To reinforce the obligations on the old employers, the PRA proposes to provide in the new rule a private right of action for damages under section 138D of the Financial Services and Markets Act 2000 in the event of a failure by a firm to comply with the rule. This would leave the old employer open to a damages claim by former employees on the basis that the old employer had not acted "fairly or reasonably" in making the determination. Further the old employer will need to report to the PRA on any malus or clawback determinations on at least an annual basis.
Responsibilities of the new employer
The new employer would be expected to act on receipt of a notification from the old employer, except to the extent that the awards concerned had already been subject to malus or clawback. Where clawback is sought, the new employer would act as the claimant in a contractual claim against their employee, supported by the old employer's notification, for those sums already vested.
The proposed rule would also provide scope for new employers to apply for a waiver where they have reason to believe an old employer's decision to apply malus or clawback has been manifestly unfair or unreasonable. The PRA suggests that the grounds for seeking such a waiver could include apparent severity of treatment by the old employer to its former employee on the basis of the information provided in its determination and a pattern of determinations suggesting that the old employer is not acting fairly and reasonably toward its former employees. However, the new employer may well be reluctant to get involved in a dispute between an existing employee and their old employer, which may leave the employee having no remedy other than potentially expensive litigation.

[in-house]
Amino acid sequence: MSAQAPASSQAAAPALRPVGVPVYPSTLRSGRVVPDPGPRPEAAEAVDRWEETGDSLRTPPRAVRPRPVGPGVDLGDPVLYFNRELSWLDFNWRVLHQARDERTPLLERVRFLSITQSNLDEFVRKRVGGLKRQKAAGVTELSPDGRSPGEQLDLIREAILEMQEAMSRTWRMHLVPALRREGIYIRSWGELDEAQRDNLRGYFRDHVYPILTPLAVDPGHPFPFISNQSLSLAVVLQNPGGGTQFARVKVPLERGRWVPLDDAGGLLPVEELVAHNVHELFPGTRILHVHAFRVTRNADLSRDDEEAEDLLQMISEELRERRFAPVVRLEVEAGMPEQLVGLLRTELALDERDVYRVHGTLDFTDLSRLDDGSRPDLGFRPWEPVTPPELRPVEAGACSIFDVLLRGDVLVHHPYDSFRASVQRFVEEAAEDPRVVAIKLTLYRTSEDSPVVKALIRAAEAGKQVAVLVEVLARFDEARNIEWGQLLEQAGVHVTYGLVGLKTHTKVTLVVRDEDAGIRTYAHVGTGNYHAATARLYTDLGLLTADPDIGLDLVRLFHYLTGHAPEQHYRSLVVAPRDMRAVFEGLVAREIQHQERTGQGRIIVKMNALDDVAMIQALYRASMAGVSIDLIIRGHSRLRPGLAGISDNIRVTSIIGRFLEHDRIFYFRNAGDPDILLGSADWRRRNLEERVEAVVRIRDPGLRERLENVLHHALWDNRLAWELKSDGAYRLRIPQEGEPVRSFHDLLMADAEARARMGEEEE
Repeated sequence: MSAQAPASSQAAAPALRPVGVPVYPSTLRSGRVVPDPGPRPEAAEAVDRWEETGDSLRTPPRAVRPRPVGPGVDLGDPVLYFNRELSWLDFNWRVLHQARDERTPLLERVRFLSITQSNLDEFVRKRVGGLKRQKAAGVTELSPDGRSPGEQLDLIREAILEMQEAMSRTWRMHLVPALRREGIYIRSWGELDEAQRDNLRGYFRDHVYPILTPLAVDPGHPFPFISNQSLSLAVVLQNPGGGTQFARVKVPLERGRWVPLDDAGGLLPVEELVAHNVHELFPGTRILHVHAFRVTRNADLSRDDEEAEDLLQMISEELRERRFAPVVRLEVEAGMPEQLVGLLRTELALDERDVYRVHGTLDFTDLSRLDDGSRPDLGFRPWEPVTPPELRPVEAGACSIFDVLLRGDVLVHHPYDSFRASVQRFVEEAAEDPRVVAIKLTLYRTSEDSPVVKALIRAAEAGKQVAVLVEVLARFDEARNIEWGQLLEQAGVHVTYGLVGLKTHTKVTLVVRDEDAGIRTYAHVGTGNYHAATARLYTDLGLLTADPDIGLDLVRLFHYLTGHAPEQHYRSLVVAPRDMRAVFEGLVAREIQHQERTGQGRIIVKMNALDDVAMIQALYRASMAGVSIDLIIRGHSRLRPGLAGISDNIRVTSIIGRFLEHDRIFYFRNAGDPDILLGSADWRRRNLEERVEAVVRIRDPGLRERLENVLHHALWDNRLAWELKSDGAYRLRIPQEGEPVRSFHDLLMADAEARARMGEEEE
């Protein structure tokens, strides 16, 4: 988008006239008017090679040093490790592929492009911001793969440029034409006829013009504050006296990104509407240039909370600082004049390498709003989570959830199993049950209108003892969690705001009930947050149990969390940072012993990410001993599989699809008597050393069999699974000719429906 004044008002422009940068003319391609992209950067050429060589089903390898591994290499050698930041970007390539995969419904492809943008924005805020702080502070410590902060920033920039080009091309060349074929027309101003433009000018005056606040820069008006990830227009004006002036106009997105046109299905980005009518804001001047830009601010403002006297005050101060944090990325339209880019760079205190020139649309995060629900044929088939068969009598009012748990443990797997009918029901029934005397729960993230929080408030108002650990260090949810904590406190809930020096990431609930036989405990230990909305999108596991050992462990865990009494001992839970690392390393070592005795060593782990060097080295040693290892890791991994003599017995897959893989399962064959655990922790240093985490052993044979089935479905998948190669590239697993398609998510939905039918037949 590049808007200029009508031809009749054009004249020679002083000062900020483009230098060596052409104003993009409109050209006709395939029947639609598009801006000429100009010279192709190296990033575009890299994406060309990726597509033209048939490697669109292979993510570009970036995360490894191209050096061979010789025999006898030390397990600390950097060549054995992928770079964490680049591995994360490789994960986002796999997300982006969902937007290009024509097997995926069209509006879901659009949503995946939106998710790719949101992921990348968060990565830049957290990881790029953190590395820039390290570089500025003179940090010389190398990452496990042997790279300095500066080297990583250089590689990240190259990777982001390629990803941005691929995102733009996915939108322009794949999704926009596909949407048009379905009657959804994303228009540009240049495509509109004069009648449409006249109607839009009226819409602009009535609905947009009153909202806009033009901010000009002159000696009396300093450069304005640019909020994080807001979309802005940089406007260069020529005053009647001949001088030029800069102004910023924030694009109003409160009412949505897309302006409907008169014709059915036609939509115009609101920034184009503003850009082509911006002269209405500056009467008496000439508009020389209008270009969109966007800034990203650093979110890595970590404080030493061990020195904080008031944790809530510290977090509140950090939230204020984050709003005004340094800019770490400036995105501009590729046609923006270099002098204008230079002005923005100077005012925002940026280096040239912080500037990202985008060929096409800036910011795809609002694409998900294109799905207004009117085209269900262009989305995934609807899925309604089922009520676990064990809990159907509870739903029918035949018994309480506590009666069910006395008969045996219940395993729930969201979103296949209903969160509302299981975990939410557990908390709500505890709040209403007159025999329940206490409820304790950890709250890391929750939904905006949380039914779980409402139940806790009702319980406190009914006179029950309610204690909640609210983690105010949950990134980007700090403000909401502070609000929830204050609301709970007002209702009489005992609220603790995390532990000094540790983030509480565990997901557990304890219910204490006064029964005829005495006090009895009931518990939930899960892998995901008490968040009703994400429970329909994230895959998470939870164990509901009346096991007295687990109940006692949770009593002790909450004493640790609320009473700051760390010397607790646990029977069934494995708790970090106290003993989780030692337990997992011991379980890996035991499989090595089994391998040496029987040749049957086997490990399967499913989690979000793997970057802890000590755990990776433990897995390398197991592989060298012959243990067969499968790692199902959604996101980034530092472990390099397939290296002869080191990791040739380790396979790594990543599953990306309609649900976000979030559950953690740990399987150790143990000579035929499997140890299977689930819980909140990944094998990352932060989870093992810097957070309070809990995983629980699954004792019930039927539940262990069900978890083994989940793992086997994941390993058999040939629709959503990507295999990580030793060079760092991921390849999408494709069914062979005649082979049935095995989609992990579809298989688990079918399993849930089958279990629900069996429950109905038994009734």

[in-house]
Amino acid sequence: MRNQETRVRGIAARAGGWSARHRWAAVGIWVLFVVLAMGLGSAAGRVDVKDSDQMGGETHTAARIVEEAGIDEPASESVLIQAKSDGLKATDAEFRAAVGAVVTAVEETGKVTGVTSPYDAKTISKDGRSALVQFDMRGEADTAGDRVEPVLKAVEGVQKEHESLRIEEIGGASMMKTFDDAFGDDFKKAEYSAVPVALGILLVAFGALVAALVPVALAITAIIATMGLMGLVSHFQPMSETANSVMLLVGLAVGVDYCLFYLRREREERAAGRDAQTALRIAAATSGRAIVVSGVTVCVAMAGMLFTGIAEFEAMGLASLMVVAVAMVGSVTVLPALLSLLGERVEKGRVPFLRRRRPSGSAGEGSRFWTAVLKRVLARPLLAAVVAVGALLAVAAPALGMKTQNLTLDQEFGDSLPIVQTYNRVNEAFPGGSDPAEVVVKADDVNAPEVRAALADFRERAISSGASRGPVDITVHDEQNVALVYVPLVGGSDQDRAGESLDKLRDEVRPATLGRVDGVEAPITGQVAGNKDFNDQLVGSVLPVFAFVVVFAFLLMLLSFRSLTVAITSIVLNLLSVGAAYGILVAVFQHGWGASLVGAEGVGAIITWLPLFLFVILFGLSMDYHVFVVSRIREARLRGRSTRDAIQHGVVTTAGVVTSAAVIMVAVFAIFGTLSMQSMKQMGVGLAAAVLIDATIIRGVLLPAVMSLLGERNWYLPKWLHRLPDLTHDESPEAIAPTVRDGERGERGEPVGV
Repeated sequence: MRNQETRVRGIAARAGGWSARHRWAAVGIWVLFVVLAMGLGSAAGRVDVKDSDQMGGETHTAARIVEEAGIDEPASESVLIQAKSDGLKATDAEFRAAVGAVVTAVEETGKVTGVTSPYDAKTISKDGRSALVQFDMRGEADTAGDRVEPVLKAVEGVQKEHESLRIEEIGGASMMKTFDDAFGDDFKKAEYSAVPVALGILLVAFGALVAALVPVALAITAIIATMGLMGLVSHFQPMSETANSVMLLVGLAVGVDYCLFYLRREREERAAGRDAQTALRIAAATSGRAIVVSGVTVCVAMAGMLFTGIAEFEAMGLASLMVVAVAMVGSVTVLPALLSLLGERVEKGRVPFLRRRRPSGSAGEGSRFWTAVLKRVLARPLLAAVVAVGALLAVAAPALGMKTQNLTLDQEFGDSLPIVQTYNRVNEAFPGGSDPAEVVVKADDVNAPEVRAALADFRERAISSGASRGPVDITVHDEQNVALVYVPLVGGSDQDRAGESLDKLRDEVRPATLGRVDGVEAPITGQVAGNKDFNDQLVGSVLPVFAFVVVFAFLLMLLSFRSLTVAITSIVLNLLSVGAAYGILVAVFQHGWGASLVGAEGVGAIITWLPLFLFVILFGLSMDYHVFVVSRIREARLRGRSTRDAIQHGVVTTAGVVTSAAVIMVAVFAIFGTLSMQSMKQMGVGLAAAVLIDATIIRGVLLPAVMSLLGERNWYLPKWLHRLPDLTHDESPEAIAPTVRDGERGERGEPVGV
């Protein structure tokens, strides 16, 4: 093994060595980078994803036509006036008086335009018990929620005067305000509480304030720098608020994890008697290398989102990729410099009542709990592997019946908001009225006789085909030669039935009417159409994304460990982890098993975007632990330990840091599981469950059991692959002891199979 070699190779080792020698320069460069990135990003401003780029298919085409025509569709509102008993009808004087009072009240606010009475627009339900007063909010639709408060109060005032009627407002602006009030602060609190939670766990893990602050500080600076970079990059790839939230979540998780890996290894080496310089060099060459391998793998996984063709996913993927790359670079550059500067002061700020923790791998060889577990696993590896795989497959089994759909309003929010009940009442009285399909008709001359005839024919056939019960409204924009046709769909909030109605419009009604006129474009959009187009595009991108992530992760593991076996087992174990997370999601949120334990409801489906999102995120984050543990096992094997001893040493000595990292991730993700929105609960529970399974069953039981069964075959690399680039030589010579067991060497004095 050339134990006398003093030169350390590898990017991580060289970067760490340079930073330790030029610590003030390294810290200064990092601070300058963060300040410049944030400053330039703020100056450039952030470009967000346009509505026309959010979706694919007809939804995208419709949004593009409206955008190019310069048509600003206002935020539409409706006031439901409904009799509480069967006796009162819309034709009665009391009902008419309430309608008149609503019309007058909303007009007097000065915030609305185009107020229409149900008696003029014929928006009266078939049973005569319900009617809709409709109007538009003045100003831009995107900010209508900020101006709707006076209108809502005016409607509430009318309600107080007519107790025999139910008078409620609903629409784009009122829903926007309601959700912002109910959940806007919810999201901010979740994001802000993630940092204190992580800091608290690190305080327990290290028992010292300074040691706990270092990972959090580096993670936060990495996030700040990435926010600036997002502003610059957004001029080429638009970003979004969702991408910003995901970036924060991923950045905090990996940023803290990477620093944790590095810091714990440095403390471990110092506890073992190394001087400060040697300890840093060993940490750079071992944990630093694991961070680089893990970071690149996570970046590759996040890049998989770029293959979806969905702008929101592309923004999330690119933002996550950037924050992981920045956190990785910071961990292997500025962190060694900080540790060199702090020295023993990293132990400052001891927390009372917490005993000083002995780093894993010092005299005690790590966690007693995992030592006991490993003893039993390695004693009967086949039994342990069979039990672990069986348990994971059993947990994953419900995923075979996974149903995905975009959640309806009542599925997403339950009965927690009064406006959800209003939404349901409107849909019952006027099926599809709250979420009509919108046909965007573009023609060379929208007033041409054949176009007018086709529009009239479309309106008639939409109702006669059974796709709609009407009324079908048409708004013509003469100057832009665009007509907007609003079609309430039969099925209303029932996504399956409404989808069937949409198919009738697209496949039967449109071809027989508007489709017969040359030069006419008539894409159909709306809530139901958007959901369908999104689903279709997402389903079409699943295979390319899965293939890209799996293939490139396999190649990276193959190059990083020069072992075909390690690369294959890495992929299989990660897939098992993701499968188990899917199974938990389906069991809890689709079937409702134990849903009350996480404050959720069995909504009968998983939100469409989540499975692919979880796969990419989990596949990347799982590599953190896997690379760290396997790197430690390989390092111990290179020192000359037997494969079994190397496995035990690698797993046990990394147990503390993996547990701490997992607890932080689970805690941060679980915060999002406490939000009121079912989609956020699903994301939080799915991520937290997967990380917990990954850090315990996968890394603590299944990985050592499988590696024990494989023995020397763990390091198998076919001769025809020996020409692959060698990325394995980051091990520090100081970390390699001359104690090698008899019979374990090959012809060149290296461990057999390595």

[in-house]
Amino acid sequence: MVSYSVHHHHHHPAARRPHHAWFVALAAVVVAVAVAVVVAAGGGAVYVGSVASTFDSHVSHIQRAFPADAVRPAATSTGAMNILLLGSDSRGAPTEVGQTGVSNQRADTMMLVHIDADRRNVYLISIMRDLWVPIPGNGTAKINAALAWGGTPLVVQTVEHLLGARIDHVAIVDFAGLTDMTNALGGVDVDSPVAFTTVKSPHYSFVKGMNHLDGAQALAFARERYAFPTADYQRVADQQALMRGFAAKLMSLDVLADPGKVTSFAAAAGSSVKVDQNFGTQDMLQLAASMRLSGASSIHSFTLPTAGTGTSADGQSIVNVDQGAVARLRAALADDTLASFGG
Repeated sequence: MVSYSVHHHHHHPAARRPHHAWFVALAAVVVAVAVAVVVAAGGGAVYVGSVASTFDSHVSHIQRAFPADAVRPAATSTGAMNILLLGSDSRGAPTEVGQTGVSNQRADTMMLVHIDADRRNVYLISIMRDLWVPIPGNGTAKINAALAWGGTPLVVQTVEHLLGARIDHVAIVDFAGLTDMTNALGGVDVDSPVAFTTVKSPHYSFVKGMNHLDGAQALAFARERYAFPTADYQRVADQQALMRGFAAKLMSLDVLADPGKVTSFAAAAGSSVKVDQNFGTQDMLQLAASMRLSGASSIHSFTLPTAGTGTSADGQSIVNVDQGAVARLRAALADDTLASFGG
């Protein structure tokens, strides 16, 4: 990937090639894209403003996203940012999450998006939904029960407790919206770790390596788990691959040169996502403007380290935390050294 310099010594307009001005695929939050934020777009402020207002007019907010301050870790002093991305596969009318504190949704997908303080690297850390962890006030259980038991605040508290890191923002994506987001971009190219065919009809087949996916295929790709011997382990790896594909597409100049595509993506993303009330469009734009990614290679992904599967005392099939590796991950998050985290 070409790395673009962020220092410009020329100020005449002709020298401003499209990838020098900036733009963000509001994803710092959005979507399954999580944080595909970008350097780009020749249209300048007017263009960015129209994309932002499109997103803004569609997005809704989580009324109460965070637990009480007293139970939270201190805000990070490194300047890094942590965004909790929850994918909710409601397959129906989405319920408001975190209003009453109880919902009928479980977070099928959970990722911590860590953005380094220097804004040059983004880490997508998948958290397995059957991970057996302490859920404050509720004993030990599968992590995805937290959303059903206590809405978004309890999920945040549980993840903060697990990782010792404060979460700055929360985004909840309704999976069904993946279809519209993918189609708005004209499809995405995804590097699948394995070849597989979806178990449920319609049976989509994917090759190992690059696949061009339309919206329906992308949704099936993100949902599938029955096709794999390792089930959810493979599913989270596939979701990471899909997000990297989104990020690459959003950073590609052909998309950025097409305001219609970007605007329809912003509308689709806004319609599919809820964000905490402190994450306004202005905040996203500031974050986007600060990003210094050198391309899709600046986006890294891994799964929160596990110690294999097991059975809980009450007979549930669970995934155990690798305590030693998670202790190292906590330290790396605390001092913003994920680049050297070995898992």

Scope of the rule and proportionality
The rule will apply to all material risk takers at PRA-authorised banks, building societies and designated investment firms. However, in line with the PRA's existing approach to proportionality, it will only apply to firms that fall within level one and two of the proportionality framework.
Responses to the consultation paper need to be submitted by 13 April 2016. The PRA will then consider the responses received. While the FCA recognises the risk that buy-outs pose to the remuneration regime, it is not currently consulting on buy-outs itself in order to maintain a consistent approach across dual regulated firms.
If you require further information on anything covered in this briefing please contact Fiona Lowrie (email@example.com ; 020 3375 7232), Eleanor Rowswell (firstname.lastname@example.org ; 020 3375 7111) or your usual contact at the firm on 020 3375 7000.
This publication is a general summary of the law. It should not replace legal advice tailored to your specific circumstances.